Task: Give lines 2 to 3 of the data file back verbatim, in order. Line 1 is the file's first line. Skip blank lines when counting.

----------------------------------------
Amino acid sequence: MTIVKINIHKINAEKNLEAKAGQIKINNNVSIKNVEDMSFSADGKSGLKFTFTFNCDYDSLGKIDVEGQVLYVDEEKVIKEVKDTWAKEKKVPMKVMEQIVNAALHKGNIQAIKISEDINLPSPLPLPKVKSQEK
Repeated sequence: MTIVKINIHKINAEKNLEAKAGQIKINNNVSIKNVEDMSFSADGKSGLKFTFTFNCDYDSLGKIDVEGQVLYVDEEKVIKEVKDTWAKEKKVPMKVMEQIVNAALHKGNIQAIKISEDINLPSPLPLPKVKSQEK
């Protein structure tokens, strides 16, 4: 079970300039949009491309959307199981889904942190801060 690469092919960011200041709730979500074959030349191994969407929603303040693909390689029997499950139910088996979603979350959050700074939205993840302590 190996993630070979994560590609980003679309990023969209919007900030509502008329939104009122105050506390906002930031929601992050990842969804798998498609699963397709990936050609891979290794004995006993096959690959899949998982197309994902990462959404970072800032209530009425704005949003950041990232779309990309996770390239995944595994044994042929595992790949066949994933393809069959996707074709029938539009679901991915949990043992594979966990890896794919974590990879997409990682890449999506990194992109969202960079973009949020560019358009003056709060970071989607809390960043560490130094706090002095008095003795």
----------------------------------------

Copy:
Repeated sequence: MTIVKINIHKINAEKNLEAKAGQIKINNNVSIKNVEDMSFSADGKSGLKFTFTFNCDYDSLGKIDVEGQVLYVDEEKVIKEVKDTWAKEKKVPMKVMEQIVNAALHKGNIQAIKISEDINLPSPLPLPKVKSQEK
């Protein structure tokens, strides 16, 4: 079970300039949009491309959307199981889904942190801060 690469092919960011200041709730979500074959030349191994969407929603303040693909390689029997499950139910088996979603979350959050700074939205993840302590 190996993630070979994560590609980003679309990023969209919007900030509502008329939104009122105050506390906002930031929601992050990842969804798998498609699963397709990936050609891979290794004995006993096959690959899949998982197309994902990462959404970072800032209530009425704005949003950041990232779309990309996770390239995944595994044994042929595992790949066949994933393809069959996707074709029938539009679901991915949990043992594979966990890896794919974590990879997409990682890449999506990194992109969202960079973009949020560019358009003056709060970071989607809390960043560490130094706090002095008095003795």